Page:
Now, let me clarify: a motorcycle accident sidelined me for a few years then my family life fell apart with me losing both of my parents within 16 months of each other. Add financial struggles into the mix and I spent a number of years where dancing couldn't be in the forefront of my mind. I came back to dancing about 21 months ago. I'm dancing in the silver level now for one more event and then it's adios to that level and hola to gold smooth. I took a lot of steps backwards because other things were more important. I've danced all the styles but prefer standard and smooth, in that order. I dance smooth so that I can have some freedom of movement.

    I can understand the above mentioned amateur dancer's philosophy but since I had danced at higher levels, I feel I am capable of getting back to where I was once. Or close. It doesn't get easier as you get older and let's not forget the permanent injuries I sustained. I felt to dance with him wouldn't be fair to either of us since I wanted to move up and he was o.k. with staying where he was. I don't think either of these philosophies are wrong, they just contradict each other and won't mesh for a partnership.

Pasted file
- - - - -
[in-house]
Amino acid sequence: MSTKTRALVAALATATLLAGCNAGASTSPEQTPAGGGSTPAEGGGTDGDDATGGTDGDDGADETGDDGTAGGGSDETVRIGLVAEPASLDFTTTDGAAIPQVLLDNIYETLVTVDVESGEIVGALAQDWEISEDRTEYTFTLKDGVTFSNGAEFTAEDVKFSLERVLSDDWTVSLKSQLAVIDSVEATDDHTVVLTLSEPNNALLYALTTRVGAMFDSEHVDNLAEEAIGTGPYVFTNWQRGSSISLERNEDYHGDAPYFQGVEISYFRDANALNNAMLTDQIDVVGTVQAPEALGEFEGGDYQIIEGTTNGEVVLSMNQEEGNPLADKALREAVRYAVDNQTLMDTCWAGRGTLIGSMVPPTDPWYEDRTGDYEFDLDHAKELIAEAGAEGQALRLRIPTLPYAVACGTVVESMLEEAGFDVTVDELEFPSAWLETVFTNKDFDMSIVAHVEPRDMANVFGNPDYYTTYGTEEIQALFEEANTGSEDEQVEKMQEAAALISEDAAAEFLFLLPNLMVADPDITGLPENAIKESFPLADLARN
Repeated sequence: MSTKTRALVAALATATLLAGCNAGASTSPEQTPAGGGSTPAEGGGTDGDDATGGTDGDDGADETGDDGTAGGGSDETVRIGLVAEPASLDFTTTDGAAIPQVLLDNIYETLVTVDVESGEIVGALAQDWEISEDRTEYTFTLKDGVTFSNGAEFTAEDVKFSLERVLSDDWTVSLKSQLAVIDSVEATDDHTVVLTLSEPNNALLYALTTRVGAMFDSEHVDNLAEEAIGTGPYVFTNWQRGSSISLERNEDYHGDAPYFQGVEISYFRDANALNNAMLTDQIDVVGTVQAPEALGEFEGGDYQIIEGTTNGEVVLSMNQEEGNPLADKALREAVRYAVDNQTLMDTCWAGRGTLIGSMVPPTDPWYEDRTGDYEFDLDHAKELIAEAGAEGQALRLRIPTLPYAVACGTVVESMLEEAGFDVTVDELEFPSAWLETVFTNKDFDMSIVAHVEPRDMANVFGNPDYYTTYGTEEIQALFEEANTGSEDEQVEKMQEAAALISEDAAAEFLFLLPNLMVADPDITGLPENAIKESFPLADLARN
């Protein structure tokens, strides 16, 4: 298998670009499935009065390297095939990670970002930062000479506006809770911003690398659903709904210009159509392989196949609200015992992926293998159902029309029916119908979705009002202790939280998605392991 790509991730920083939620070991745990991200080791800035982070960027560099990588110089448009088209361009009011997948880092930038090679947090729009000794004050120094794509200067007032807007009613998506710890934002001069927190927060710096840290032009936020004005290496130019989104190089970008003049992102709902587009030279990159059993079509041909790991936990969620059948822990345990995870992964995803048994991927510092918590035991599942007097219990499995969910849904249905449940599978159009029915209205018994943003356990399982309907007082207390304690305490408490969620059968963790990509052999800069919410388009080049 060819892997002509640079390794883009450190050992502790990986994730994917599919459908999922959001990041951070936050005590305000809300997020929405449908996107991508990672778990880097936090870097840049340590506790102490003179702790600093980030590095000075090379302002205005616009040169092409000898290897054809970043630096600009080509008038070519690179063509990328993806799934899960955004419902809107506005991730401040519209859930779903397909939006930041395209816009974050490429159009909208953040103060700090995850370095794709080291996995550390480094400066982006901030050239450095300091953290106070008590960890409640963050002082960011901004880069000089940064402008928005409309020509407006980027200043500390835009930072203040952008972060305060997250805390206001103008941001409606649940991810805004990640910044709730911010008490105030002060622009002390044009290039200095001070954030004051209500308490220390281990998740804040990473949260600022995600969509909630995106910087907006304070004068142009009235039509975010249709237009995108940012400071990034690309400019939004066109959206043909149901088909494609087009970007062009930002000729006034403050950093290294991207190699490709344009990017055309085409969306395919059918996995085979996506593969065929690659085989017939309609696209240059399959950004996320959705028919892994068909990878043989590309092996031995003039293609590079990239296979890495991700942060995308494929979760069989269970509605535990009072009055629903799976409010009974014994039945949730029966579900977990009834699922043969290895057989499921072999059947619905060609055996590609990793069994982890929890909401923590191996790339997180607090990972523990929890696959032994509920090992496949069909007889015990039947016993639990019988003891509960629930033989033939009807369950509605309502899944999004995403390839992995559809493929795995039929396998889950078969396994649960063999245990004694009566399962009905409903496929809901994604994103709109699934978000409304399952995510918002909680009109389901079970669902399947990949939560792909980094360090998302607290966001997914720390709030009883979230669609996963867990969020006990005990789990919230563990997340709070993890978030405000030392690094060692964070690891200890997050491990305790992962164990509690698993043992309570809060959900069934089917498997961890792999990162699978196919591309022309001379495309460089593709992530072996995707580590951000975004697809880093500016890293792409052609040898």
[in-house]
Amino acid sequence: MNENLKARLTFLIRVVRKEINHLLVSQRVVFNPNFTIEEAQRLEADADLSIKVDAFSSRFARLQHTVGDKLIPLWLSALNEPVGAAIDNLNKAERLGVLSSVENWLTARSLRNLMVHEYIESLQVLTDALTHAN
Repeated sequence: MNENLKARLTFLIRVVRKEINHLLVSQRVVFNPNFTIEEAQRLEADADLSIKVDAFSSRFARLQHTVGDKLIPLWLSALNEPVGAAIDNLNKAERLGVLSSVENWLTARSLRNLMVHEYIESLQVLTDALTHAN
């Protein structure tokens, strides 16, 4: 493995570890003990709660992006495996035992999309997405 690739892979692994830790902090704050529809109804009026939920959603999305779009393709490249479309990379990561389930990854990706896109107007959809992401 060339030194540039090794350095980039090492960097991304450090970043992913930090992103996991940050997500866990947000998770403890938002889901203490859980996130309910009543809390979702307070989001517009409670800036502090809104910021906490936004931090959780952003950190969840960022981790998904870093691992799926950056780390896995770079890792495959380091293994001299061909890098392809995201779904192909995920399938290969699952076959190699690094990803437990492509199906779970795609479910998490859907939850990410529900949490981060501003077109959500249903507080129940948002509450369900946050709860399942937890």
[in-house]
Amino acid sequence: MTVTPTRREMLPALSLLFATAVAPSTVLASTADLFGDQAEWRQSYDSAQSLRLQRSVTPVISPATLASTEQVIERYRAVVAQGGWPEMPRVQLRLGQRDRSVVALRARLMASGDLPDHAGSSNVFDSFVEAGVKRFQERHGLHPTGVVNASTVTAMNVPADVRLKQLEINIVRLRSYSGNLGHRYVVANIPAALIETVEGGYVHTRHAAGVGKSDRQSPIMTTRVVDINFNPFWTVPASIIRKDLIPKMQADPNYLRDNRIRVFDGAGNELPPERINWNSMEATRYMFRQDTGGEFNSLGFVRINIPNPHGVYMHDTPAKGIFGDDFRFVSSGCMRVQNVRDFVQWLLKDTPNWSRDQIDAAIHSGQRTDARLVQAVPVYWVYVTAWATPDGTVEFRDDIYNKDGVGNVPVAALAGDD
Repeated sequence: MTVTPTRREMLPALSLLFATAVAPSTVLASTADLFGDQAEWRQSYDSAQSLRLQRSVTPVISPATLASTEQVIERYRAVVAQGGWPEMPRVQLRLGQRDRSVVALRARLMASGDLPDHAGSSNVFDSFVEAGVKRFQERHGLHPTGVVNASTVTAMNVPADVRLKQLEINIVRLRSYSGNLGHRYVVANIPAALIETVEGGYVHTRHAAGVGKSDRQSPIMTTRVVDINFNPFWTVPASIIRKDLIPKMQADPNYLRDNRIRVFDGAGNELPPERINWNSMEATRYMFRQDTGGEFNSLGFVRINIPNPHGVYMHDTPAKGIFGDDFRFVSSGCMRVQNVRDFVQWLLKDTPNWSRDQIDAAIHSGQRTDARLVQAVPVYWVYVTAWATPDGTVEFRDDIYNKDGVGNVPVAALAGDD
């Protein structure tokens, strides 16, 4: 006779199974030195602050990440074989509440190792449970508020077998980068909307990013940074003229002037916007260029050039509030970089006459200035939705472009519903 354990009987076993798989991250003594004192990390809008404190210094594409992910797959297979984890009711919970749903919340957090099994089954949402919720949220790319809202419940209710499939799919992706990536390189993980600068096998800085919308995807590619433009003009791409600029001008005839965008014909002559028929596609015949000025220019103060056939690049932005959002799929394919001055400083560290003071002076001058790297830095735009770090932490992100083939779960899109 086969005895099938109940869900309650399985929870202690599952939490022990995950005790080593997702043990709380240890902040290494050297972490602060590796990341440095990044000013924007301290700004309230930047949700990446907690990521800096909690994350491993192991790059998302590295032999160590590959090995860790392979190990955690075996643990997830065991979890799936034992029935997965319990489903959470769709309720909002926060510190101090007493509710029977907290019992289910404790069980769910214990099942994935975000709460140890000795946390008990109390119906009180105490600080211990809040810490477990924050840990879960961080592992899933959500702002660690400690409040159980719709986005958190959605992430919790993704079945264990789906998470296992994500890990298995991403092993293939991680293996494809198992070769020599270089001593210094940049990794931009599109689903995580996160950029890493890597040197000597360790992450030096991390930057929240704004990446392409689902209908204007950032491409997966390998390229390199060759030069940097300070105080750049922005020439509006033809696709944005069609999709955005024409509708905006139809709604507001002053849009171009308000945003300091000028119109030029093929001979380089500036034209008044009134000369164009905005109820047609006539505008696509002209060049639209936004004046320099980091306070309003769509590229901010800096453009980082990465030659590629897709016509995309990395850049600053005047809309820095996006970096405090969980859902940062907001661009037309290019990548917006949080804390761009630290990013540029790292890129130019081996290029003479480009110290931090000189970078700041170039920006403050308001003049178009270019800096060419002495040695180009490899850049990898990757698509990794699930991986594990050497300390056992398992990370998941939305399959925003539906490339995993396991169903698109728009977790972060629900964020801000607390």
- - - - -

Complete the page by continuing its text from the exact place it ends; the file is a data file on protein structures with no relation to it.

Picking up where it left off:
I don't think that I was picky, it just wasn't a match.
     
  12. Katarzyna

    Katarzyna Well-Known Member

    I agree that it wasn't a match in your situation... I think the most important thing for a partnership is common goals and motivations... and if your goals don't match, the partnership will never be successful..
     
  13. Chris Stratton

    Chris Stratton New Member